Henry Farrell is associate professor of political science and international affairs at George Washington University in Washington, USA. He specializes in EU-US relations and the politics of information.
DW: You say hypocrisy is at the heart of US foreign policy, can you explain?
Henry Farrell: It's a key component of US soft power, which is the US's ability to persuade other states to do the kinds of things it would like to see them do, without using military or economic muscle.
Here, hypocrisy can be very useful, because it allows the US to argue for one set of norms while, in fact, breaching those ways of interacting with the world very directly. This has allowed the US to achieve things that it otherwise might have had difficulty achieving.
Give us an example.
Nuclear non-proliferation is a good example. The US is well aware that Israel, for example, is a nuclear power, but it never acknowledges this. You see this also with the United States' effective acceptance of India and Pakistan having become nuclear powers. The US protested at the time, but was prepared to accept it as a fait accompli.
But with the new age of leaks, what we're seeing is that it is getting much harder for the US to get away with behaving hypocritically.
Is the US as the global superpower particularly vulnerable to this type of strategy and why is it failing now?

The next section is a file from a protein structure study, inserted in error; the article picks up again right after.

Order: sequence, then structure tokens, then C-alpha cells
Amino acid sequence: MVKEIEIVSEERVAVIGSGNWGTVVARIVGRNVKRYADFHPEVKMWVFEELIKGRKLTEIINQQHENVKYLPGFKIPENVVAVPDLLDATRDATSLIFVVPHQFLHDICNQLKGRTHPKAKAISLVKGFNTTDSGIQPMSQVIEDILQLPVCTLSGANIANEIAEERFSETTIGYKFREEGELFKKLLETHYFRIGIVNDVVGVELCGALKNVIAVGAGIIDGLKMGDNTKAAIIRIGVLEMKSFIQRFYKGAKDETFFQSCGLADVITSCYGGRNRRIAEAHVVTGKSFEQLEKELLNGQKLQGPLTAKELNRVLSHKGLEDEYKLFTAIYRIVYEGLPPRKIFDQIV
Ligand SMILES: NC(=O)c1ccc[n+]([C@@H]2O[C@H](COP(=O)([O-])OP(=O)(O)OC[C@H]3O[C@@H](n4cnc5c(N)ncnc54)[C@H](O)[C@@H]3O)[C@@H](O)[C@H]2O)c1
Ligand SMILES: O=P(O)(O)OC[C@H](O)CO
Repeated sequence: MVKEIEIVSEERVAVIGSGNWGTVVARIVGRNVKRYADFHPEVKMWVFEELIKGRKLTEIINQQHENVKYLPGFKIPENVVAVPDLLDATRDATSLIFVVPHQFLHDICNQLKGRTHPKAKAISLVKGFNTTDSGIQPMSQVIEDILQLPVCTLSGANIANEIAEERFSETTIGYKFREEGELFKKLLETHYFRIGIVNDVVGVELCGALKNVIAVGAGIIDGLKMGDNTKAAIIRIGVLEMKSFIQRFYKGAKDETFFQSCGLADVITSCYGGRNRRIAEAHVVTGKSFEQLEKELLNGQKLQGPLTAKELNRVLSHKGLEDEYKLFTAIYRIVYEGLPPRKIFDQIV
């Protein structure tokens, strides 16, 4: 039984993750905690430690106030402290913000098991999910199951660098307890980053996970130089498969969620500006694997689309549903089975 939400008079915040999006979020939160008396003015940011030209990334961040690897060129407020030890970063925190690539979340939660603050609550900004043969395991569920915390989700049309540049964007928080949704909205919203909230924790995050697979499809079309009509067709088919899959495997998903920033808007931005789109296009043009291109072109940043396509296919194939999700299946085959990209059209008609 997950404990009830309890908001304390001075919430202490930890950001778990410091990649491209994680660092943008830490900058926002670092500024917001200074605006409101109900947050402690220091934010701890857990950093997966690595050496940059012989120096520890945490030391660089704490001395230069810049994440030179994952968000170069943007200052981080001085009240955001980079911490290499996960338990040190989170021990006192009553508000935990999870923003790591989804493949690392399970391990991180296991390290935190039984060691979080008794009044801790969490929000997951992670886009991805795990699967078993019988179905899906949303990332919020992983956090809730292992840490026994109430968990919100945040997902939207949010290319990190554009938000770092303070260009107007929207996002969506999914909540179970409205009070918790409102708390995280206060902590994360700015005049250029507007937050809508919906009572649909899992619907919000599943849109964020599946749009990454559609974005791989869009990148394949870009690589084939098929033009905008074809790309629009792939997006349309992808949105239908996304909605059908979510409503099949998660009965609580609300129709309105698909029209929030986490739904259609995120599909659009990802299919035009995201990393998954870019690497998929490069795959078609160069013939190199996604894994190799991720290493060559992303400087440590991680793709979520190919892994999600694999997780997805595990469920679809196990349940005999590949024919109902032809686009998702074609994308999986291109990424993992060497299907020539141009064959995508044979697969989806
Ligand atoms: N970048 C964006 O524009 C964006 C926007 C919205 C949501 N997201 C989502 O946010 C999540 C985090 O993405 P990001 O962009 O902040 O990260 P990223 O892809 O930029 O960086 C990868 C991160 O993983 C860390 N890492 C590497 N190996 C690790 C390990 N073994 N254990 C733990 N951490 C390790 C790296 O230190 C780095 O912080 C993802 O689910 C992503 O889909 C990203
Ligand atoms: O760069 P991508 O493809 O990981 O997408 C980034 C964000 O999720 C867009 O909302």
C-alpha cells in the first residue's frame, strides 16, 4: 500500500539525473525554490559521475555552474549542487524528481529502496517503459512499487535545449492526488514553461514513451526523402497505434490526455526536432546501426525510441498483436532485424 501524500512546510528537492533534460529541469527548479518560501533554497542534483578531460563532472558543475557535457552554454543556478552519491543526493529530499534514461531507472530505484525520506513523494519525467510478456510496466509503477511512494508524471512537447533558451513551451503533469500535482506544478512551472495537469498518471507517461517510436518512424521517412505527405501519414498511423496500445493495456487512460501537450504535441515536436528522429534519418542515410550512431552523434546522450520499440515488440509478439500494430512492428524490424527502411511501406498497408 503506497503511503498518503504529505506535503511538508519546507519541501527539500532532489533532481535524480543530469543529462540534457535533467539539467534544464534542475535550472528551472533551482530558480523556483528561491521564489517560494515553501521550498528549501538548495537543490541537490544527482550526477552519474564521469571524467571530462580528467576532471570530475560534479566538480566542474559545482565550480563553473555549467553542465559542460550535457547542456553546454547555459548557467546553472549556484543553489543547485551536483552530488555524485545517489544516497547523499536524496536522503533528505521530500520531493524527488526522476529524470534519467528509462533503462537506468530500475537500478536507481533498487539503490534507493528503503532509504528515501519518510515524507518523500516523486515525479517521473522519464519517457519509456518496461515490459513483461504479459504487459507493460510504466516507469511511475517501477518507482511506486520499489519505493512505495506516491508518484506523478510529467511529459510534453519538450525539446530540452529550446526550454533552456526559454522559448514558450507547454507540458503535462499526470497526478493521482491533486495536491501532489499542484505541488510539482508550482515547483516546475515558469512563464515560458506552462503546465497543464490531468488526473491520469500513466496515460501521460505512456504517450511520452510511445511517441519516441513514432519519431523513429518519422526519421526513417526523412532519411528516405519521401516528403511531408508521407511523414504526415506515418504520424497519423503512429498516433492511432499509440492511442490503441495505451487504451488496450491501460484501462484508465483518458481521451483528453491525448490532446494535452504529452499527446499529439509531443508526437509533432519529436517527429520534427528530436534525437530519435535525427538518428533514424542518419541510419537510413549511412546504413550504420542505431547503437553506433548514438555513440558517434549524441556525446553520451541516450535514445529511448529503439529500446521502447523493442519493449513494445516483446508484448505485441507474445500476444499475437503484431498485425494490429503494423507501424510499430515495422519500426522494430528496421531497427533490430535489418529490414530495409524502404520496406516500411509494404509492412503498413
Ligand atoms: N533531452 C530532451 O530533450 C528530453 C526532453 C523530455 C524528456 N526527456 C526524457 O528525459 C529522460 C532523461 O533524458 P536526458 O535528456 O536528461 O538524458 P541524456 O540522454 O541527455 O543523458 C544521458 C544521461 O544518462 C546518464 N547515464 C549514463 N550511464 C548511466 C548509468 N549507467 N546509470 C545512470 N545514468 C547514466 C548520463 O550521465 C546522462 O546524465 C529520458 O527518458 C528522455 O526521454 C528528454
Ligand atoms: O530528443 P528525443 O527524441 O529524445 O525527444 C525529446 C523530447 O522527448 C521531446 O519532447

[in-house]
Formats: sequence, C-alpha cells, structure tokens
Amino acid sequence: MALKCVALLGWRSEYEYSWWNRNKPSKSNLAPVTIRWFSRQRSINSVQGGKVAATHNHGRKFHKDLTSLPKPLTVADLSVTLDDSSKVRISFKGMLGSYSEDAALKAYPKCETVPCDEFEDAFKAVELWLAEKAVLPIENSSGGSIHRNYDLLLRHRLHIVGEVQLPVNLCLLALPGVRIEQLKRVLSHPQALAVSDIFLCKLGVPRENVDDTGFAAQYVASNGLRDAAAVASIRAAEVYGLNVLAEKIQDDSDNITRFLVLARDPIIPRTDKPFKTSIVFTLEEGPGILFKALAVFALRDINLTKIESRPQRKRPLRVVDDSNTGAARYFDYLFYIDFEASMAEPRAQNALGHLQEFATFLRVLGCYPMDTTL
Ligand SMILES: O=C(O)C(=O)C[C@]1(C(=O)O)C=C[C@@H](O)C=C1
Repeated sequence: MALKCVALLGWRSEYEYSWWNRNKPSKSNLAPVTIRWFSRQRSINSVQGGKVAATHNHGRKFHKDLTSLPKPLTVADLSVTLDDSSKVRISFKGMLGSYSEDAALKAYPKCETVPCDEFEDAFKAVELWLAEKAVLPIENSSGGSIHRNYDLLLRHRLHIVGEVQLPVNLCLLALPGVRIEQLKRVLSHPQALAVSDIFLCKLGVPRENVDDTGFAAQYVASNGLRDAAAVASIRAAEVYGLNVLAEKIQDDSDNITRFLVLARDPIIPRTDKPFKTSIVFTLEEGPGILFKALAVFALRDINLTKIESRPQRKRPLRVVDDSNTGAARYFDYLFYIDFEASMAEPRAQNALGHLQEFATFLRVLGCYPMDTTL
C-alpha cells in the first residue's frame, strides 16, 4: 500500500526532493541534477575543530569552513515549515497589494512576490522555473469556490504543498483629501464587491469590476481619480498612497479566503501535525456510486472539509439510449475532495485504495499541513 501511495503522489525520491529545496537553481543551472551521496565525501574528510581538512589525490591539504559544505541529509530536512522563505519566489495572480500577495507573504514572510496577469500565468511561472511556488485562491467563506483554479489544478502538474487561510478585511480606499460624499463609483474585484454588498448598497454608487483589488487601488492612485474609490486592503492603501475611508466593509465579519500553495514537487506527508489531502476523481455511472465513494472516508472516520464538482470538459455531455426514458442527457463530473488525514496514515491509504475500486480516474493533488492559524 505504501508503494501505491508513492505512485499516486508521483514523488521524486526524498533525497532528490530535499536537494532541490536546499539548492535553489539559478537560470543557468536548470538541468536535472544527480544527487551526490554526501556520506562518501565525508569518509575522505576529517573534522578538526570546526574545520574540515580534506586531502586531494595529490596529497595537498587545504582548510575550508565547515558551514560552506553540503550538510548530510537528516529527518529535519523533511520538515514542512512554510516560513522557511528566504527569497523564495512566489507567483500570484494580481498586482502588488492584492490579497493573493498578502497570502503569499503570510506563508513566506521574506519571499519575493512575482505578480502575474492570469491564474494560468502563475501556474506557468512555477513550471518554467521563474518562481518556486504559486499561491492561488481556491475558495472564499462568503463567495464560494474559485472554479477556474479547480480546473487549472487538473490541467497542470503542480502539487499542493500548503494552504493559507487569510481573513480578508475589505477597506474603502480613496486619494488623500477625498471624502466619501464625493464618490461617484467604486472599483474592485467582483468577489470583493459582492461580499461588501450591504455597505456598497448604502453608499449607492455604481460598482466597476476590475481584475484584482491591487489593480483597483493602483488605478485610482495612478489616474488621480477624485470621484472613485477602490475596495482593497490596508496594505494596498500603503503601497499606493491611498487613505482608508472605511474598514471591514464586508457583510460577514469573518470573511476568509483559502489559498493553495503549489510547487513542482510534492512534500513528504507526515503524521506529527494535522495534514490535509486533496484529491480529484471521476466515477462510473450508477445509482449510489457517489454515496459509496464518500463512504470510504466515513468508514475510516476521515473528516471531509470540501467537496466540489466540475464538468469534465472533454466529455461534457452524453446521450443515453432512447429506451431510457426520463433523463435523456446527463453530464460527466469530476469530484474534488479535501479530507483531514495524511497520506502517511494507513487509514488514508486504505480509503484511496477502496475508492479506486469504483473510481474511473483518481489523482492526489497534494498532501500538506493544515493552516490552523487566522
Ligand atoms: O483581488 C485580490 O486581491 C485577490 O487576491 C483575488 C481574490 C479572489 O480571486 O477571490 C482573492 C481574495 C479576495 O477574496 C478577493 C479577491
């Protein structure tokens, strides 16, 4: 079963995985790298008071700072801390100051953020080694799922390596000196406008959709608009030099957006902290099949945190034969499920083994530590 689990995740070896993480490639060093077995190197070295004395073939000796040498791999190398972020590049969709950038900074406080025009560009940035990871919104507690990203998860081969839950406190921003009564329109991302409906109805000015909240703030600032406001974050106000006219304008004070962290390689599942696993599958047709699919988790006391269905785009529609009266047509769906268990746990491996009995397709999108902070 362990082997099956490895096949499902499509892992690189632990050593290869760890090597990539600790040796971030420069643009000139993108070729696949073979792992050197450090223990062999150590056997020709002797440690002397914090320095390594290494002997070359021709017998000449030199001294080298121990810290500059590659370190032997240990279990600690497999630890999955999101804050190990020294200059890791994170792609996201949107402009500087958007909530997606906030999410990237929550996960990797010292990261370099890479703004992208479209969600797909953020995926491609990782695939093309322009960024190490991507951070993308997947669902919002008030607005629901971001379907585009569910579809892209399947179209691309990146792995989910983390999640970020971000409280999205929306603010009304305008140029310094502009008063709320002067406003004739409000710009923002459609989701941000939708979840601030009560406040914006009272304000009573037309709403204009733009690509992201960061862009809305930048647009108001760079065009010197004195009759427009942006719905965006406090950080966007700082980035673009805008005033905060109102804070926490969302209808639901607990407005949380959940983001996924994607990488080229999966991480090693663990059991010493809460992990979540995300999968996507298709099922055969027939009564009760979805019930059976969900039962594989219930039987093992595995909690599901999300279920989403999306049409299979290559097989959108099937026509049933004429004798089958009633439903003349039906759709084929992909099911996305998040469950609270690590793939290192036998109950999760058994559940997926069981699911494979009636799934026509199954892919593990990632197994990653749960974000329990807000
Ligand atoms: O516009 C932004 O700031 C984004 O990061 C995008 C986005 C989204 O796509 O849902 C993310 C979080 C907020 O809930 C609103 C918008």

The US has been unconscious to a great degree of the gap between the very noble-sounding ideas it often espouses and what it actually does. Where that's brought up, the US has seen it as temporary divergences from a still underlying set of ideals. US politicians and citizens often have genuine difficulty understanding how people in other parts of the world might be hostile or skeptical of US aims.
It's this bubble that has been burst. Here, the whistleblowers are acting like the small boy [from the story The Emperor's new clothes] who points out the emperor's nakedness when no one else dared speak up.
How does that affect US relations with its allies?
They are becoming much more difficult. If [German Chancellor Angela] Merkel, for example had discovered privately that the US was tapping her phone, she probably would not have gone public, she would have pressed for private concessions. But because it has gone public, Merkel and the US find themselves constrained to behave in ways they otherwise would not.
What's your advice to the US, given their self-imposed objective of being a global liberal role model?
The age of easy hypocrisy is over. The US could go in one of two directions. It could bring its rhetoric in line with its behavior. So, rather than pretending to adhere to various broad liberal norms, the US could, when it's in its interest, abrogate these norms.
But that would be problematic, as the US has created a liberal order, in which it's going to have a much tougher time of it, if other states start behaving in the same way, then many of the principles the US has come up with, which make life easier for the US, are going to be far more difficult to deliver on.